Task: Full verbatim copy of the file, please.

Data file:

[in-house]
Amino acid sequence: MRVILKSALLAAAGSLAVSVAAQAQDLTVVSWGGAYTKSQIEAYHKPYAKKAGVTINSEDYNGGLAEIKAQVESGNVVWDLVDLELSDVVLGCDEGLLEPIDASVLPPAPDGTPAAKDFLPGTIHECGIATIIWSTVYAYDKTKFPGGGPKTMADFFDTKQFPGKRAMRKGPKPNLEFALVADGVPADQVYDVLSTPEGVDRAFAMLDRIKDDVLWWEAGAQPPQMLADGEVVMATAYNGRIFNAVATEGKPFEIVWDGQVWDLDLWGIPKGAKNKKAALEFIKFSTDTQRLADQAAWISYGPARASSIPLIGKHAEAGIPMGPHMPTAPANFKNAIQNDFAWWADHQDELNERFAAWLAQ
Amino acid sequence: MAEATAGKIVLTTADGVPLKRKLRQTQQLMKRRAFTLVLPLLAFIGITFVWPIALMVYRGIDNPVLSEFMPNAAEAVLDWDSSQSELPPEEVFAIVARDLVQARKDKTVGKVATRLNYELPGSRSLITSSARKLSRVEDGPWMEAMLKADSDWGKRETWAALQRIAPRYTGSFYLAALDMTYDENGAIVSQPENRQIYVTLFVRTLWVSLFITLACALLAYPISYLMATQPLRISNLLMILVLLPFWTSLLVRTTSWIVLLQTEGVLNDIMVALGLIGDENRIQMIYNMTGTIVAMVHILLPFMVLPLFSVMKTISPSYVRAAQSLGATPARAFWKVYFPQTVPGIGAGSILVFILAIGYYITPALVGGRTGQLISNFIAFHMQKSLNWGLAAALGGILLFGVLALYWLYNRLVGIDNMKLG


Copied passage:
[in-house]
Amino acid sequence: MRVILKSALLAAAGSLAVSVAAQAQDLTVVSWGGAYTKSQIEAYHKPYAKKAGVTINSEDYNGGLAEIKAQVESGNVVWDLVDLELSDVVLGCDEGLLEPIDASVLPPAPDGTPAAKDFLPGTIHECGIATIIWSTVYAYDKTKFPGGGPKTMADFFDTKQFPGKRAMRKGPKPNLEFALVADGVPADQVYDVLSTPEGVDRAFAMLDRIKDDVLWWEAGAQPPQMLADGEVVMATAYNGRIFNAVATEGKPFEIVWDGQVWDLDLWGIPKGAKNKKAALEFIKFSTDTQRLADQAAWISYGPARASSIPLIGKHAEAGIPMGPHMPTAPANFKNAIQNDFAWWADHQDELNERFAAWLAQ
Amino acid sequence: MAEATAGKIVLTTADGVPLKRKLRQTQQLMKRRAFTLVLPLLAFIGITFVWPIALMVYRGIDNPVLSEFMPNAAEAVLDWDSSQSELPPEEVFAIVARDLVQARKDKTVGKVATRLNYELPGSRSLITSSARKLSRVEDGPWMEAMLKADSDWGKRETWAALQRIAPRYTGSFYLAALDMTYDENGAIVSQPENRQIYVTLFVRTLWVSLFITLACALLAYPISYLMATQPLRISNLLMILVLLPFWTSLLVRTTSWIVLLQTEGVLNDIMVALGLIGDENRIQMIYNMTGTIVAMVHILLPFMVLPLFSVMKTISPSYVRAAQSLGATPARAFWKVYFPQTVPGIGAGSILVFILAIGYYITPALVGGRTGQLISNFIAFHMQKSLNWGLAAALGGILLFGVLALYWLYNRLVGIDNMKLG